Small Enough to Be Used (Whose Baby is This?!)

The Bible says, “Humble yourself and you will be exalted.” I say, “Humble yourself, or God will do it for you!” Hee! Whether it was falling in the church parking lot last month, finding underwear on fire on my chandelier while I had visitors, or forgetting someone was coming to my house for lunch…that I cooked, these humbling experiences have all been reminders: I am not great.

Hudson Taylor, a 19th century missionary to China and one of the most profound Christian thinkers of all time had this to say about his life: “I often think that God must have been looking for someone small enough and weak enough for Him to use, and that He found me.”

It’s sad to me how often I have wanted to look better than I really am.  That is the next symptom of an ego problem in this series of letters about pride:

Trying to Look Better than Reality Reveals or…being stingy with the “sorry”.

Let me illustrate: A “Polly Pocket” is like a Barbie who has been zapped by the Honey I Shrunk the Kids gun, and her shoes were more impossible than Barbie’s to find in the grass. The Cheerios and raisins that were supposed to have lasted through all four soccer games had also been dumped into the said grass within this first game. The double-stroller was loaded with activities and snacks for my younger two (age 2 and 1 at the time) so my older two could participate in a soccer tournament.

Cover of "Honey, I Shrunk the Kids"

“I’ll take the baby and meet you at field 10,” Chris said, as he pushed the stroller along the sideline toward our second son’s game. I waited for the 9 yr-old to finish in the coach’s meeting, while I pretended to do a Seek and Find game from the Highlights’ Magazines of my youth, but it seemed impossible in this grass to find matching shoes for poor Polly.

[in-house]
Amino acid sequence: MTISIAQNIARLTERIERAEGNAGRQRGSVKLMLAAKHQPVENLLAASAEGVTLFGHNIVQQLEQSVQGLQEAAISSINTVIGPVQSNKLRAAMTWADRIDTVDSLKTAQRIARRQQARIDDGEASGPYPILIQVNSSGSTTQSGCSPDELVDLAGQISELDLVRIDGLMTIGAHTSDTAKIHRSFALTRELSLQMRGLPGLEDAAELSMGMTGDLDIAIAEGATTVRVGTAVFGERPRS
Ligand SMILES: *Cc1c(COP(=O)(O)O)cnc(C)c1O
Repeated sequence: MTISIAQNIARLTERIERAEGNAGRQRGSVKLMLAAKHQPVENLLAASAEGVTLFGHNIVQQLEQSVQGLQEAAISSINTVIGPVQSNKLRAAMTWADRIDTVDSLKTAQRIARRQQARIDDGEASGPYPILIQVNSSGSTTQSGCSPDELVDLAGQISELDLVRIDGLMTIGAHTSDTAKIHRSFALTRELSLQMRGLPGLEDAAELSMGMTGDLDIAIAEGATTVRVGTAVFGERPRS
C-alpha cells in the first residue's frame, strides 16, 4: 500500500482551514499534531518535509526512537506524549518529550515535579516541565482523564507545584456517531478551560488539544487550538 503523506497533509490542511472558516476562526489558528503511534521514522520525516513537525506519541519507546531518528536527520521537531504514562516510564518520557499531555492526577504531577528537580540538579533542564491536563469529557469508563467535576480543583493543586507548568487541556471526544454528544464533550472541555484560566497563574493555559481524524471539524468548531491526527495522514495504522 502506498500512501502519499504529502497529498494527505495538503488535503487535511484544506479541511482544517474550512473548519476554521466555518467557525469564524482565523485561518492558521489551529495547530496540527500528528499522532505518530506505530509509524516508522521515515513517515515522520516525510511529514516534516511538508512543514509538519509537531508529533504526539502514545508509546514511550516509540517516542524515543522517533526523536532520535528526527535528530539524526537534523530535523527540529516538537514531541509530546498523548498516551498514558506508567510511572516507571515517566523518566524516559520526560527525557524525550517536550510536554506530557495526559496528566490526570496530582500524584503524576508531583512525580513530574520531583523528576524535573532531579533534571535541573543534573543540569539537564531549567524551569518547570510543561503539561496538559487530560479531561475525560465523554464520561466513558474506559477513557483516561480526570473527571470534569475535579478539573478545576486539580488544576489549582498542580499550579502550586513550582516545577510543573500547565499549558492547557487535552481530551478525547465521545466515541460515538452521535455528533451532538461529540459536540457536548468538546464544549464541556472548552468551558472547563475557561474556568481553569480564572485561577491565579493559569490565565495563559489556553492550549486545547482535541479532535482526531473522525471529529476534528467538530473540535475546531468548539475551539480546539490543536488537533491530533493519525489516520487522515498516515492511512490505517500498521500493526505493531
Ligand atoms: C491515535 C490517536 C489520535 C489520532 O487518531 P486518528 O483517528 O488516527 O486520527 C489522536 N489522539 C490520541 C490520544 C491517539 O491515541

I put the 2-yr-old on one hip, and the 9-yr-old and I walked between the fields, seeing “field 10” about four field-lengths over.

Thousands of people filled every soccer field’s sideline of this event.  The acreage spanned to allow for more than thirty simultaneous games, so I was grateful to only need to go a distance of four fields. I could see Chris, already a couple of fields-lengths ahead, struggling to move the stroller’s wheels through the wet grass. There was a game on my right and my left the entire walk, as spectators yelled for their kids in every direction, and I tried to squeeze between them.

Suddenly, the game on my right halted and the whistle blew. Three mothers went running onto the field. My heart sank; there must be a major injury. My mind raced, realizing I had never even seen ONE mother run onto the field, much less THREE! I watched with anticipation, wondering if someone was badly hurt, or if there would be a catfight. (You never know with us soccer moms. LOL!)